That is the point I made when we were vetting the appointment of my friend Dr Ruhakana Rugunda as prime minister. Rugunda, now coordinator and supervisor of all government programmes by virtue of being prime minister, was born in 1947. He is now 70 years old. These men are no longer looking for school fees for their children.

I have nothing against old people. In fact, my father is now over 90 years old, but we cannot place our country on their tired shoulders. And even if they were not old, they have lost the drive to serve. And that is why it is common to see Otafiire laughing even when a serious matter is raised.

They have no drive to work because they have already lived their future as well. And their boss, Mr Museveni, will officially make 73 years in September.

And as they celebrate their 73rd, 70th, 68th, or 80th birthdays, they are reporting a failing economy to parliament. Of course they work with youthful and young people, but these are mere self-seekers, referred to as aides. The real drivers are the Jjajjas.

They set themselves no targets; if they do, they ignore them within days. That is why Dr Stella Nyanzi is in Luzira prison. Her crime is that she reminded them of the sanitary pads campaign pledge, of course using vulgar language. And it is the vulgar language that they saw and used as an excuse to send her to Luzira for pointing out their flaws.

I spent the Easter holiday in my village Bijaaba, in Kyazanga, and old age is doing wonders there. Trees have started growing on what used to be bare hills.

Reason: the owners of the land have aged and can no longer climb to plant maize and beans there. Of course, banana wilt has also demoralized this once-famous banana-growing area.

With the population growing, it is not possible that we will continue sharing the little the old people are able to produce. Restructuring of administration should have started yesterday. Can the old people be kind enough and retire now?!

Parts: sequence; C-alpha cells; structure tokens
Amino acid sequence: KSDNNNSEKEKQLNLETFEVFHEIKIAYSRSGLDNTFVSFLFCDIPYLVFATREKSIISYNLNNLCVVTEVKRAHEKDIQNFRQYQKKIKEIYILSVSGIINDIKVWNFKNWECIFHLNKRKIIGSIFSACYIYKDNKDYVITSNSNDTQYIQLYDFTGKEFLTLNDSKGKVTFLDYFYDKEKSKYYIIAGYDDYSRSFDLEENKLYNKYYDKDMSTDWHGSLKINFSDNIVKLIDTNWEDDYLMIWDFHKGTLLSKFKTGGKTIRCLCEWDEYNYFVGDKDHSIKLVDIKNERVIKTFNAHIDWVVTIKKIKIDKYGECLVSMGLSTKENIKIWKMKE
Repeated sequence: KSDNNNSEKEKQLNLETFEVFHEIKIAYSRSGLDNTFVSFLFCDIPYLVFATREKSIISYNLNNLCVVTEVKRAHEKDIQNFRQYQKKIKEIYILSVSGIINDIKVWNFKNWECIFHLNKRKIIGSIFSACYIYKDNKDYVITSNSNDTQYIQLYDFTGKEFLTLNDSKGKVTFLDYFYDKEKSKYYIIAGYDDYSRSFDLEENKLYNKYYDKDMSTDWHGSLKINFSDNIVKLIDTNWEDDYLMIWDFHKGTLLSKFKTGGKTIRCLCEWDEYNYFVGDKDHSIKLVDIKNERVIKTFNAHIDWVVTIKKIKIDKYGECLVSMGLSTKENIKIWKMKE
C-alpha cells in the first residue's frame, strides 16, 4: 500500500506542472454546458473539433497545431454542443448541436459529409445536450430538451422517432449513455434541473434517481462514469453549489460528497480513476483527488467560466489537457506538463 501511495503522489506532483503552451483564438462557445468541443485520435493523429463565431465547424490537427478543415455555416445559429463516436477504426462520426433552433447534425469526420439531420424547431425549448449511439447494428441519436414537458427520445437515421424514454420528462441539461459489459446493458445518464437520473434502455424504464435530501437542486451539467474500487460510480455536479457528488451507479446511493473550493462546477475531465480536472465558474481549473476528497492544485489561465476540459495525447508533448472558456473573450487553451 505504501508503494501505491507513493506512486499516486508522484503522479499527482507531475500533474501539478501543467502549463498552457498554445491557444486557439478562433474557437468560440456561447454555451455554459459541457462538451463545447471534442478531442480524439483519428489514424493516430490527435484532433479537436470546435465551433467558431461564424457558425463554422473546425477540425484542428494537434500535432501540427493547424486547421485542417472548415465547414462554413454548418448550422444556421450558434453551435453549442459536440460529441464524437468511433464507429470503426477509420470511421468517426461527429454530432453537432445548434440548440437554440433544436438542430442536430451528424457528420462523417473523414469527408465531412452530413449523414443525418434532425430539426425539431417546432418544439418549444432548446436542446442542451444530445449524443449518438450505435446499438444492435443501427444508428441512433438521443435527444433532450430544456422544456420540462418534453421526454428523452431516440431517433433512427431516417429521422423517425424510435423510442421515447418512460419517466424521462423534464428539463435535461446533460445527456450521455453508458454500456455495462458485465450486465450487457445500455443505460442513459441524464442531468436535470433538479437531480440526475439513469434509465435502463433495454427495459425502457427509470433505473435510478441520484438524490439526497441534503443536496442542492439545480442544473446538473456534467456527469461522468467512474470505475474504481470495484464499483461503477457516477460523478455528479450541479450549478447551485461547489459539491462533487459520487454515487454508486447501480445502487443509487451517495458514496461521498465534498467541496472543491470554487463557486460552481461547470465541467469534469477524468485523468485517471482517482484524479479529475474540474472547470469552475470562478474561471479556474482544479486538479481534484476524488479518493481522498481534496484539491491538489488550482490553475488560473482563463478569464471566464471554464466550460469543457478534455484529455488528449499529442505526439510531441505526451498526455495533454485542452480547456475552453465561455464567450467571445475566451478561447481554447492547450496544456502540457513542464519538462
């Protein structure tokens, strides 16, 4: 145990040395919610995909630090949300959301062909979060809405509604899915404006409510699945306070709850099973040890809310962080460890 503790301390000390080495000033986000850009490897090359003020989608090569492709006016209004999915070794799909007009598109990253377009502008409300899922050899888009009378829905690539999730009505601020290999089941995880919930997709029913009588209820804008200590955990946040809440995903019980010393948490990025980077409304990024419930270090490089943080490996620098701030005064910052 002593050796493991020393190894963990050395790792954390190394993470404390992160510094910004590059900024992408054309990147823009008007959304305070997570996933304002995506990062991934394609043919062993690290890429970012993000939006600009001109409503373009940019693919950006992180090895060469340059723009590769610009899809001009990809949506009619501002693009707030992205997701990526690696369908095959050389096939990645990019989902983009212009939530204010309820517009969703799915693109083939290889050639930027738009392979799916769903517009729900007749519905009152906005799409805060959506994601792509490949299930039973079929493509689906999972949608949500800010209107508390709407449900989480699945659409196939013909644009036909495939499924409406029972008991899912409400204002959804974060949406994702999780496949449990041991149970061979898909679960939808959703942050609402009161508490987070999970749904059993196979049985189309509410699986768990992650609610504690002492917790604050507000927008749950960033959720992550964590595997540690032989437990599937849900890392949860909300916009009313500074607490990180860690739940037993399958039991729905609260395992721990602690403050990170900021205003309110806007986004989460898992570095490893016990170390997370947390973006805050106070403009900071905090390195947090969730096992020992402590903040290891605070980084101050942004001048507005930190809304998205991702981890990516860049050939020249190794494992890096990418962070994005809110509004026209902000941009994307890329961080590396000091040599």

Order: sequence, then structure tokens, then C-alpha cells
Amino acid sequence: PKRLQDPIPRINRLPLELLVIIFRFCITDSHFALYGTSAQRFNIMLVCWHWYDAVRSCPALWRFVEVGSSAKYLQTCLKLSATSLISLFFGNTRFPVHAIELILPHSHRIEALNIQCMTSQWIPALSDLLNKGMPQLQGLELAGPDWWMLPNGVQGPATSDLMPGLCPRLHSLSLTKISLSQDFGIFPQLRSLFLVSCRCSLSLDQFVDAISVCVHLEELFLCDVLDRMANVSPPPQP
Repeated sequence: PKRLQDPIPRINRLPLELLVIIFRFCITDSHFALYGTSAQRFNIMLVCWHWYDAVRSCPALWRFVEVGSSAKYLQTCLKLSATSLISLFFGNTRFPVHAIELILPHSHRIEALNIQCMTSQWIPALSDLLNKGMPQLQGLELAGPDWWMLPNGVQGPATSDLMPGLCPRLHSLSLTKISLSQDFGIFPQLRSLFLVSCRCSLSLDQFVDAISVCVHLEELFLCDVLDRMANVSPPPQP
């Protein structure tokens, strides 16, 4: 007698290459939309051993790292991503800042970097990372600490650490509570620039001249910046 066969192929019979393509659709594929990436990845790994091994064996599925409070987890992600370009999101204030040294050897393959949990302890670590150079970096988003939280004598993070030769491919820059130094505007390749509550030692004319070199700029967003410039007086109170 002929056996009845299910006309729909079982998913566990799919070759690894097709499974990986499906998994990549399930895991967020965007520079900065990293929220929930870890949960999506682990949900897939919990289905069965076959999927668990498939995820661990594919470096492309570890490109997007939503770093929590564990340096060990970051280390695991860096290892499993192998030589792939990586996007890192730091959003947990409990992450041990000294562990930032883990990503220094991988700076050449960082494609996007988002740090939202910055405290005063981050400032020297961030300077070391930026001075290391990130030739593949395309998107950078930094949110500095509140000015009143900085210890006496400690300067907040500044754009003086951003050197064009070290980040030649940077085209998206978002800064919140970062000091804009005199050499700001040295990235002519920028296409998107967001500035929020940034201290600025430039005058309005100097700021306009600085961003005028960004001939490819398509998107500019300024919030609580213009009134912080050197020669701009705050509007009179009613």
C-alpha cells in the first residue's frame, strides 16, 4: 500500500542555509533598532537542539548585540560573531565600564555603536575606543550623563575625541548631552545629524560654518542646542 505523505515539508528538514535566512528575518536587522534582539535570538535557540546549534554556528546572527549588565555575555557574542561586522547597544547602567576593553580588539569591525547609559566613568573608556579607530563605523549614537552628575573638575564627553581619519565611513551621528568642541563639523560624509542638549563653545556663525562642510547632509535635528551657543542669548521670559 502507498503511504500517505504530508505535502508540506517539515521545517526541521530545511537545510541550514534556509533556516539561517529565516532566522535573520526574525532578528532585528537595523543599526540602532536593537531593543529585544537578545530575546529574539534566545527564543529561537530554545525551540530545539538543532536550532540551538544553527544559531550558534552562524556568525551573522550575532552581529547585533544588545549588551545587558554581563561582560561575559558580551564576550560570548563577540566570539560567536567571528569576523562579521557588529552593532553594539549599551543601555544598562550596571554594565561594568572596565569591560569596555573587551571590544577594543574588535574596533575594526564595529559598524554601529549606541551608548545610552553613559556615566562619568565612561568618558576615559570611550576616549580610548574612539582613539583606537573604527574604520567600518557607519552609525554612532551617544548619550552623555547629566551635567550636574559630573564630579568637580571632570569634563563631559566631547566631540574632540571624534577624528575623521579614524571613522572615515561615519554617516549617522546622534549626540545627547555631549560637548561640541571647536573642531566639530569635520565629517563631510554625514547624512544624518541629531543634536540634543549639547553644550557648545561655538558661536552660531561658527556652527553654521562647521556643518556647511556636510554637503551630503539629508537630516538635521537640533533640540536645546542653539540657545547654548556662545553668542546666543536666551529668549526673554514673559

The author is Kira Municipality MP.


+13 #1 Lakwena 2017-04-19 08:12
In other words, Ugandans are bogged down by bakoowu.
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+3 #2 Akot 2017-04-19 13:44
How can any parliament even talk of budget, when it has not put in place National Education so that the country gets the Educated people to creat jobs-work... so that tax money is allocated for services services?

As long as parliament does not give chance for development through National Education from Secondary-Training-University, the few tax payers will always be slaves of just a few (president-ministers-useless MPs), while the majority of population are left out uneducated-poor-sick dying without any one noticing!

Education to ensure development of a country is not family affair but NATIONAL ONE & MUST be PRIORITY for parliament in developing countries!
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+2 #3 Akot 2017-04-19 13:56
If State House will spend Shs 550 million daily starting July 1, when parliament approves 2017/18 budget where Shs 13m will go to welfare and entertainment, then,

*Why can't parliament ensure continuity of this good living of president, by giving National Education to All students who go through Primary, so that the 90% who fall out due to lack of school fees get chance to finish Education & maintain the president-ministers-MPs... under better conditions, while those not able to go further with Education are also taken care of through tax money?